Originally posted on blogs.scientificamerican.com on February 20, 2012
Octopuses are purportedly colorblind, but they can discern one thing that we can’t: polarized light. This extra visual realm might give them a leg (er, arm) up on some of the competition.
And a team of researchers has created a new way to test just how sensitive cephalopods are to this type of light. Their results were published online Monday in Current Biology.
“We now know that polarization is tuned much more finely than we thought it was,” says Shelby Temple, of the Ecology of Vision Laboratory at the University of Bristol in the U.K., who led the study.
But testing polarized light is tricky, especially since we humans aren’t tuned to see it. As Temple and his co-authors wrote in their paper: “For animals that can see it, the polarization of light adds another dimension to vision, analogous to adding color to a black and white image.” Polarized light is different from what we see in that it comes from a single angle, and animals that can detect it seem to see it in different resolutions based on changes in its angle. (The closest we can get to using it is putting on a pair of polarized lenses to cut down on glare.)
Polarized light perception in the best-tuned animals was assumed to be limited to differences of about 10 to 20 degrees. But in the group’s new experiments, the mourning cuttlefish (Sepia plangon) responded to just 1.05-degrees change of polarized light orientation.
For the experiments, the team used computer screens that had had the polarizing light filter removed (without these front filters on our liquid crystal displays—LCDs—our monitors would project polarized light images that we wouldn’t be able to see).
These modified displays played digital movie versions of “looming stimuli” such as an expanding circle, which would suggest a potential predator approaching. But instead of a color or intensity-based image, the one they created was based on changing polarized light orientation only.
Octopus don’t yet seem to be quite as sensitive as cuttlefish to the fine gradients in polarized light, responding only after about 10 degrees shift. But, says Temple, “it may be the way that we’re testing.” As he points out, cuttlefish’s knee-jerk response to an approaching predator is a quick change of color, which the researchers could use as an indication that they had seen even fine shifts in the polarized light angle.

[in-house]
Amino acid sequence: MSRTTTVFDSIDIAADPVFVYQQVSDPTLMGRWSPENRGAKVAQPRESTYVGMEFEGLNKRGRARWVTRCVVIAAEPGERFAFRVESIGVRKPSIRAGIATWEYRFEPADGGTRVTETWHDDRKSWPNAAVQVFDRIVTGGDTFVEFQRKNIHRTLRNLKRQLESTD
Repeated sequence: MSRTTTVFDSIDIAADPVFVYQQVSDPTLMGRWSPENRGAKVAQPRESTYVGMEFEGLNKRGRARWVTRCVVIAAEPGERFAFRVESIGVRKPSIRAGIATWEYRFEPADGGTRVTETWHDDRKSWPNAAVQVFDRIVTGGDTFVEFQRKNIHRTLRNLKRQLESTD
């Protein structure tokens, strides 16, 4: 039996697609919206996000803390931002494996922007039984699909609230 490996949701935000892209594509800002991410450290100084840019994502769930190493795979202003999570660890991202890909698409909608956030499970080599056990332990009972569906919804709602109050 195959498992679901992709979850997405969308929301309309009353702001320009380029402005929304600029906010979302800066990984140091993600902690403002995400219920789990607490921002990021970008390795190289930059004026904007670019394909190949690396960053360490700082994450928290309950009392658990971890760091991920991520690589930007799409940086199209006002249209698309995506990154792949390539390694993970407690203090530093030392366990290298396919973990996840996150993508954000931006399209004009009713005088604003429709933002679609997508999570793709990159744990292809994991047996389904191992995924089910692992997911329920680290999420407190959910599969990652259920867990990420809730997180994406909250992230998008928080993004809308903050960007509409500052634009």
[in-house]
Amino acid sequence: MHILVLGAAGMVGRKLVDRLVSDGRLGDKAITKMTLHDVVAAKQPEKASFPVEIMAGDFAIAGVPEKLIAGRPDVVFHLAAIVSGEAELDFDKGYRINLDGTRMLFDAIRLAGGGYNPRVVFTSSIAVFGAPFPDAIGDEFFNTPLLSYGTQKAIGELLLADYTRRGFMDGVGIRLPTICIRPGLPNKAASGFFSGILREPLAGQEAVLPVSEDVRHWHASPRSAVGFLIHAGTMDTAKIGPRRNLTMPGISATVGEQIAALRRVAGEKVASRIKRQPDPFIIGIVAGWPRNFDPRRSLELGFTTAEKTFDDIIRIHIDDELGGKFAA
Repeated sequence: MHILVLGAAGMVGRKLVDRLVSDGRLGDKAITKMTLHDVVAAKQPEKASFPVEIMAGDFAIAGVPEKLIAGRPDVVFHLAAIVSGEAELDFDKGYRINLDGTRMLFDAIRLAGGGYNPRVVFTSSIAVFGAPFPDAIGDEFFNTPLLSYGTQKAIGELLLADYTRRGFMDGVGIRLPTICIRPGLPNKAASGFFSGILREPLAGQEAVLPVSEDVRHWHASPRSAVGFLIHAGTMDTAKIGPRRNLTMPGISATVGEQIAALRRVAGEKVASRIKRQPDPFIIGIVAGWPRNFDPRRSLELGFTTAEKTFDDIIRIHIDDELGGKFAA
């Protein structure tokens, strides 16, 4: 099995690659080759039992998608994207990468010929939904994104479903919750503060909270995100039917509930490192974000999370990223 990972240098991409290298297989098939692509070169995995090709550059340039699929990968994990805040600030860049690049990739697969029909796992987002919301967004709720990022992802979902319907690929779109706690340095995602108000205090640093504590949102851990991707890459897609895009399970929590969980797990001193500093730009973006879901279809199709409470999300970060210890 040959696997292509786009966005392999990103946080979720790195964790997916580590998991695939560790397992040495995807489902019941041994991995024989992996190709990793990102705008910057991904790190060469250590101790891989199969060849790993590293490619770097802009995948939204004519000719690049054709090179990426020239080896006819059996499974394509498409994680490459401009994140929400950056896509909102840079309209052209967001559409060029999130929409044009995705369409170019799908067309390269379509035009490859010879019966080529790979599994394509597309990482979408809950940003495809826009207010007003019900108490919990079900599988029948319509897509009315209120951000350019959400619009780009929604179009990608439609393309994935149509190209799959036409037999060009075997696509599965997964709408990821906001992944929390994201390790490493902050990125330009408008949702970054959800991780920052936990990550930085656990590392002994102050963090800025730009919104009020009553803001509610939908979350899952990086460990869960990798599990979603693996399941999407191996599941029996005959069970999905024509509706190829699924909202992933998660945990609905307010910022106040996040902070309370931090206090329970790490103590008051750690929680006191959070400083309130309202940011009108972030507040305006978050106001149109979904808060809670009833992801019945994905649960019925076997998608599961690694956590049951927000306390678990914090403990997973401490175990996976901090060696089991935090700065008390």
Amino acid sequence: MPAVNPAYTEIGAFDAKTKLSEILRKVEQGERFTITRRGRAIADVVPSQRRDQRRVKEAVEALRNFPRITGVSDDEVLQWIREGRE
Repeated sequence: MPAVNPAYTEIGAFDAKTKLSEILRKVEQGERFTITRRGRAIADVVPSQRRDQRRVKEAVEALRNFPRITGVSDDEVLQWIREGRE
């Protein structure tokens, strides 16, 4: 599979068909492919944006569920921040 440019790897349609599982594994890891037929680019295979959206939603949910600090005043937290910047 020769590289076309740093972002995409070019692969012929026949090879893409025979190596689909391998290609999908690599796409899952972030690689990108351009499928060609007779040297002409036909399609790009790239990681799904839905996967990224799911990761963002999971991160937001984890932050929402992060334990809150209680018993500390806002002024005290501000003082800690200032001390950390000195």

“Cuttlefish, they wear their emotions on their sleeve, quite literally,” Temple says. “They’re showing everything that they’re doing as a neural response.” In fact, the cuttlefish responded so well, that he and his colleagues thought they were doing something wrong. They were afraid that in the digital renderings they might have accidentally included a non-polarized light clue, such as brightness or intensity. But they went back and checked and found that it was, indeed, just the slight change in polarized light that was frightening the animals.
With octopus, “there’s no comparison,” he says. But, he concedes that it is possible that the octopuses might have seen finer resolutions of polarized light shift but just didn’t have the same simple, speedy reaction as the cuttlefish.
And says Temple, “it could be that some species could do it better than others.” So far, he has found that the blue ringed octopus looks to me more sensitive than the day octopus. He has plans to test different species of octopus soon.
Researchers are still working to get to the bottom of cephalopod vision, which is turning out to be highly complex. And this new work supports the idea that such sensitivity to polarized light emerged precisely because these animals don’t see color well—if at all.
And if octopuses, cuttlefish and squid—and some of their predators and prey—can see polarized light so keenly, are they also using it, as they use color and luminosity, to actively create camouflage?
Other researchers are working on that very question. And Temple and his colleagues have observed that, at least in some cuttlefish, they can create a polarized light-based pattern on their skin. This play in light might “be used as part of a covert communication channel, invisible to animals lacking polarized vision,” they wrote.
But the patterns remain tricky for us to pick up on. For that, Temple and his colleagues have developed a way for us to get a peak into the invisible world of polarized light and dark by modifying a digital single-reflex lens (SLR) camera and creating a computer program to feed false-color into varying degrees of polarized light. These mysterious rainbow-colored ecosystem images make it clear that, “We’re not done with the story yet, for sure,” Temple says.